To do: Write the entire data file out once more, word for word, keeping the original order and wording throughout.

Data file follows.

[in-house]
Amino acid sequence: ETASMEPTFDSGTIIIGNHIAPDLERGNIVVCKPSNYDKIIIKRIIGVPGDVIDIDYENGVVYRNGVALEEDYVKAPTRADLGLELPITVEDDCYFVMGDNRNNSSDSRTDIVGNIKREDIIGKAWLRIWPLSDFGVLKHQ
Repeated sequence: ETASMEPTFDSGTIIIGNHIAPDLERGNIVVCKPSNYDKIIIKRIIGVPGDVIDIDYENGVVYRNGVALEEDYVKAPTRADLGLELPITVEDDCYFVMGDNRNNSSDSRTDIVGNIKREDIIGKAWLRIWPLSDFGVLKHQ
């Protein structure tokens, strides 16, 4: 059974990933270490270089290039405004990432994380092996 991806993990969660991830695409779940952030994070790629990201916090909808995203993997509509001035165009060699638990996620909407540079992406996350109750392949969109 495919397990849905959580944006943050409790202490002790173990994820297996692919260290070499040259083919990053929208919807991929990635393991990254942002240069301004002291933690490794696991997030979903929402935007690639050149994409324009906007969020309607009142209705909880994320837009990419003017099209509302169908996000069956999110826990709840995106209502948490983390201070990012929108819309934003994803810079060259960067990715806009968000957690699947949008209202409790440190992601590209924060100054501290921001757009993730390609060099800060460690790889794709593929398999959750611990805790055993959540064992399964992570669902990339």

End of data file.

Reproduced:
[in-house]
Amino acid sequence: ETASMEPTFDSGTIIIGNHIAPDLERGNIVVCKPSNYDKIIIKRIIGVPGDVIDIDYENGVVYRNGVALEEDYVKAPTRADLGLELPITVEDDCYFVMGDNRNNSSDSRTDIVGNIKREDIIGKAWLRIWPLSDFGVLKHQ
Repeated sequence: ETASMEPTFDSGTIIIGNHIAPDLERGNIVVCKPSNYDKIIIKRIIGVPGDVIDIDYENGVVYRNGVALEEDYVKAPTRADLGLELPITVEDDCYFVMGDNRNNSSDSRTDIVGNIKREDIIGKAWLRIWPLSDFGVLKHQ
């Protein structure tokens, strides 16, 4: 059974990933270490270089290039405004990432994380092996 991806993990969660991830695409779940952030994070790629990201916090909808995203993997509509001035165009060699638990996620909407540079992406996350109750392949969109 495919397990849905959580944006943050409790202490002790173990994820297996692919260290070499040259083919990053929208919807991929990635393991990254942002240069301004002291933690490794696991997030979903929402935007690639050149994409324009906007969020309607009142209705909880994320837009990419003017099209509302169908996000069956999110826990709840995106209502948490983390201070990012929108819309934003994803810079060259960067990715806009968000957690699947949008209202409790440190992601590209924060100054501290921001757009993730390609060099800060460690790889794709593929398999959750611990805790055993959540064992399964992570669902990339």